If it’s not broken…
A little question I’d like to pose to the IRB, “What the f**k are you doing to this sport of ours?” Anybody watching the autumn internationals cannot have missed the utter confusion arising at the tackle area and in the scrum. By constantly tweaking and updating the laws the IRB are placing players, referees, coaches and fans in an awkward position with different interpretations commonplace and frustration mounting. Let’s not forget the patronising rationale behind these laws (which clouds the reality that Australia were the nation forcing changes into the sport) that spectators could not possibly understand the breakdown and its many rules so to cut down on penalties we’ll swing the contest totally in favour of the attacking side and in the process guarantee more tries. The result however has been countless reset scrums, more penalties than ever at the tackle area, and a sport that, as a spectacle, is a shadow of its former self.
So the initial ridiculous draft of ELVs have come and gone with a few of the less drastic ones managing to stick. However in 2010 we still encounter unwelcome changes which serve only to confuse all involved. The latest interpretation of the tackle area, Law 15.6(c), is not merely a change to the game, it’s a contradiction of how the tackle has for years been taught. For a defender to take down the opposition and rise to his feet to challenge for the ball before supporting attackers create the ruck, considering the pace the sport is played at, is a remarkable skill. It’s the very reason Brian O’ Driscoll is widely considered the best backline defender in the game. Against the Springboks two weeks ago however, BOD was penalised for this skill.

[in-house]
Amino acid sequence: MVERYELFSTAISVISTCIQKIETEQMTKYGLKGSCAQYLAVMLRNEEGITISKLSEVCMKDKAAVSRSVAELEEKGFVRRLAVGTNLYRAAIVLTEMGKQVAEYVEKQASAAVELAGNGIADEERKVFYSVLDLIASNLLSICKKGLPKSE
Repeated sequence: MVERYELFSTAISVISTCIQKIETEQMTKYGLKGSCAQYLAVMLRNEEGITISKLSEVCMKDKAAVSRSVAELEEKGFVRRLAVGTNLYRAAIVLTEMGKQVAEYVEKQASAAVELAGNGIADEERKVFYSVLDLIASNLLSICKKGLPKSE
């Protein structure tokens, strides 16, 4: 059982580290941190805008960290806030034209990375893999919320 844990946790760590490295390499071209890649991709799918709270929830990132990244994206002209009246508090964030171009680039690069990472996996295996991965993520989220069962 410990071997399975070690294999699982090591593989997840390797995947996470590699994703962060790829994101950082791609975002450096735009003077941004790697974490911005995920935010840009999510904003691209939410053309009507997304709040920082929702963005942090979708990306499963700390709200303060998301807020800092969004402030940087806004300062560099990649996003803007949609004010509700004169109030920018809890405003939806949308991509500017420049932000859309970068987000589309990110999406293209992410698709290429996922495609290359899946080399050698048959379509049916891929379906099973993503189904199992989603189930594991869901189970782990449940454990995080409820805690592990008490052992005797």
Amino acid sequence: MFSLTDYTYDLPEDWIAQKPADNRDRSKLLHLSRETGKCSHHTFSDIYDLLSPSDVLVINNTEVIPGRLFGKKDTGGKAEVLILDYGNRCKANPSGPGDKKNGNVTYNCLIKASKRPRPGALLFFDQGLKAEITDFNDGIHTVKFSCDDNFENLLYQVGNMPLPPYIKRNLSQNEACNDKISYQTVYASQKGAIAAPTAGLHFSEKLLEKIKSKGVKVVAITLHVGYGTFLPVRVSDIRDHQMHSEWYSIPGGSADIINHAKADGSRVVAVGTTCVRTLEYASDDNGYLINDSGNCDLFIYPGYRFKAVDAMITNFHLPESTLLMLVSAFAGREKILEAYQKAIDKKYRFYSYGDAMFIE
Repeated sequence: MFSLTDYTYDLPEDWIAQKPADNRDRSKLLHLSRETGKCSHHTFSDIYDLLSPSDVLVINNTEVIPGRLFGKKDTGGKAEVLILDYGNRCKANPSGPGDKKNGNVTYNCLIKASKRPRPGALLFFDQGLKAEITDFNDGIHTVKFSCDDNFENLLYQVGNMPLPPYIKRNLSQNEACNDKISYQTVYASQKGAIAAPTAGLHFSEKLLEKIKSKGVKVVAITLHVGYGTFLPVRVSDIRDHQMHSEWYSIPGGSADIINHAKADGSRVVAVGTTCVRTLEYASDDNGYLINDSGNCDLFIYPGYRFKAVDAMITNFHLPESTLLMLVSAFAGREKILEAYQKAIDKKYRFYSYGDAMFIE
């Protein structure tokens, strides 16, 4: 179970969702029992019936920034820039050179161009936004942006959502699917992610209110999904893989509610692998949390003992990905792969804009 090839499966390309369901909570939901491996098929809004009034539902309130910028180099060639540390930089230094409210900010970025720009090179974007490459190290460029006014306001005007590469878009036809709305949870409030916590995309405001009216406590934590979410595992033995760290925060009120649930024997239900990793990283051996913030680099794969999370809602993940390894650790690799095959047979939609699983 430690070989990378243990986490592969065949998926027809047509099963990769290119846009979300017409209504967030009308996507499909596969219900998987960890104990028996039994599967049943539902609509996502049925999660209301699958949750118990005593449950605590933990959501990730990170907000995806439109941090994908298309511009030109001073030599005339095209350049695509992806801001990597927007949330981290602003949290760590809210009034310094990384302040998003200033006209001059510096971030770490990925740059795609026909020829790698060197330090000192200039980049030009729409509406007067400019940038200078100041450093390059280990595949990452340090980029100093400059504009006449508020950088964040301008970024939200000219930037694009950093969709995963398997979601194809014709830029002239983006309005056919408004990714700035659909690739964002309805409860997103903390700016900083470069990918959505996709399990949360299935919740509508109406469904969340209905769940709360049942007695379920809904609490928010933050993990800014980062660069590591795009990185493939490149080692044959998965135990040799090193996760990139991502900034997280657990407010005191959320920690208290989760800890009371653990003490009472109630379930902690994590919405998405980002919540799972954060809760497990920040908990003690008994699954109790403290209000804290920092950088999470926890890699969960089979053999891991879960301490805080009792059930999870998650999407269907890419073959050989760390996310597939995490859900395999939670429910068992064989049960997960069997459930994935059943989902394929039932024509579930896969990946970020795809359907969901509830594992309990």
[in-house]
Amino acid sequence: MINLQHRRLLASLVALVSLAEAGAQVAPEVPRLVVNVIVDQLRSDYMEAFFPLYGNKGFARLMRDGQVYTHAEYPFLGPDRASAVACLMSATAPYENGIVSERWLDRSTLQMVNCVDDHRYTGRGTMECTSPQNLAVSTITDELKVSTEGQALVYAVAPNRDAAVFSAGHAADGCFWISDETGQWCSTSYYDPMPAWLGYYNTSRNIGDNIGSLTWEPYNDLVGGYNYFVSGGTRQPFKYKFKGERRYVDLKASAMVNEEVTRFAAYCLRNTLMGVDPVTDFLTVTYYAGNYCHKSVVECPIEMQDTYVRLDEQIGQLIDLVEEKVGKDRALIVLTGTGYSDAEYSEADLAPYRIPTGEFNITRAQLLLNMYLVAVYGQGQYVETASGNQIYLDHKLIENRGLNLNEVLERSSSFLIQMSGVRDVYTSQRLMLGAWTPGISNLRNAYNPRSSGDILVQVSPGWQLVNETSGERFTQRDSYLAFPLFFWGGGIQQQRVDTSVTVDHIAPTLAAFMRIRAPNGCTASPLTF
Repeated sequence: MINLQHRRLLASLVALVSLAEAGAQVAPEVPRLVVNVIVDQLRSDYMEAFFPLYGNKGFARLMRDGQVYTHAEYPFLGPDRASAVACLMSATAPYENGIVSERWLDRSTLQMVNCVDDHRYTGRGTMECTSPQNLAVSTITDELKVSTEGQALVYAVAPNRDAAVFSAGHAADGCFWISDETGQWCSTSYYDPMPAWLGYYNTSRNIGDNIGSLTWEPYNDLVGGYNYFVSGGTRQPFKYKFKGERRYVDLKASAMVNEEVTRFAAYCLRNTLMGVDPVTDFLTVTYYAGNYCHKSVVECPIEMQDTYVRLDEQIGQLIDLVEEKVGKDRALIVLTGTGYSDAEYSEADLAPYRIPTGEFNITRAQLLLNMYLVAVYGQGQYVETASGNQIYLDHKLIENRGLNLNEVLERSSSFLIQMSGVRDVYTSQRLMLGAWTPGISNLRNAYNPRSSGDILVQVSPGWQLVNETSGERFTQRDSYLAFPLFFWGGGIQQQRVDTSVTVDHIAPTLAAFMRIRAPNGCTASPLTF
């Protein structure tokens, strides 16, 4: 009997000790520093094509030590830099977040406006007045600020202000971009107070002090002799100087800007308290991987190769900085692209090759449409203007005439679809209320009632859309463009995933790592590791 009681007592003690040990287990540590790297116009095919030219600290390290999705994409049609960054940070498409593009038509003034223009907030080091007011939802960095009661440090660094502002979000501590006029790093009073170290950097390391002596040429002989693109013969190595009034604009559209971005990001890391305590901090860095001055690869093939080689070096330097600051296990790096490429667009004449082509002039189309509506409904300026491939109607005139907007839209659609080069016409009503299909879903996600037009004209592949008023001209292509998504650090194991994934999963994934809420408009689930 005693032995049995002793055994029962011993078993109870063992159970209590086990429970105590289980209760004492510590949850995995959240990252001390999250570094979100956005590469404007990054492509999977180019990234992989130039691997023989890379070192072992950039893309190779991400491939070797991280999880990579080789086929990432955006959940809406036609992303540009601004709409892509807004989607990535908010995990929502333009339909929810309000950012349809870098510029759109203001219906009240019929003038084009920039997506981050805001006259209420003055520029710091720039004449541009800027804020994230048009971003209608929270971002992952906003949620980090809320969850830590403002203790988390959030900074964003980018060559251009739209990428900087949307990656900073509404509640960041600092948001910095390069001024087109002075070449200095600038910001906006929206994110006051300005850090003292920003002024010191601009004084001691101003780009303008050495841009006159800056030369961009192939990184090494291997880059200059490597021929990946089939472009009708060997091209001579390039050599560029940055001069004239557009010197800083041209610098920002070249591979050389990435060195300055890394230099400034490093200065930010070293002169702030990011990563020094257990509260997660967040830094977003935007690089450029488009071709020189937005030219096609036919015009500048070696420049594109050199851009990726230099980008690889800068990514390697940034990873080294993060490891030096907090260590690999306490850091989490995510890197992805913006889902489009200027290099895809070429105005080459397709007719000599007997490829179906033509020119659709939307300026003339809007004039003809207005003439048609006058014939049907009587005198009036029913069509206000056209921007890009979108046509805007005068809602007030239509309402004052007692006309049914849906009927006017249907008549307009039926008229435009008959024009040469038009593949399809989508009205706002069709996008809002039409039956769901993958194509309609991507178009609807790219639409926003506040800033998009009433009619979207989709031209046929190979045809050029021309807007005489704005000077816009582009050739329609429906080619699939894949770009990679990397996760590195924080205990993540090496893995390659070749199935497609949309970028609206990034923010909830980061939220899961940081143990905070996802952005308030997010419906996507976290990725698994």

To say the alternative suggested by the IRB is idealistic is an understatement. How a tackler is going to have time to release the player, get to his feet, and enter a ruck from behind is beyond my explanation. Not only that, but there has been a notable increase in the amount of attackers who are deemed ‘not held’ and allowed to advance after a legitimate tackle. Defenders are left with three choices; a) make the tackle and consider that job done, b) tackle and try to release the player before challenging, running the risk that he’ll get up, or c) opt for the old skill and hope the referee recognises the folly of the new rule.
The greatest travesty comes at scrum time. Even under the old laws the scrum was a lottery at the best of times. I concede that it is a difficult aspect for referees to marshal; is one prop collapsing or is one not taking legitimate pressure? Is one team boring in or has the scrum legally gone 90 degrees? Etc. But the level of inconsistency and guesswork in this area is unacceptable. The brain wave to insert a minute’s silence between “pause” and “engage” has also backfired to the extent that the command may as well be “crouch, collapse, reset.”
Am I alone in thinking the sport was fine as it was? Think of the 1997 and 2001 Lions tours, the 2003 World Cup, countless Heineken Cup seasons, all gripping contests and fitting advertisements for the sport with the tried and tested rules. I worry for the future of Rugby Union, especially considering the farcical ELVs which involved the abolition of the beautiful rolling maul and the conversion of penalties to free kicks implemented in the southern hemisphere. The IRB don’t own the sport, it’s not theirs to destroy.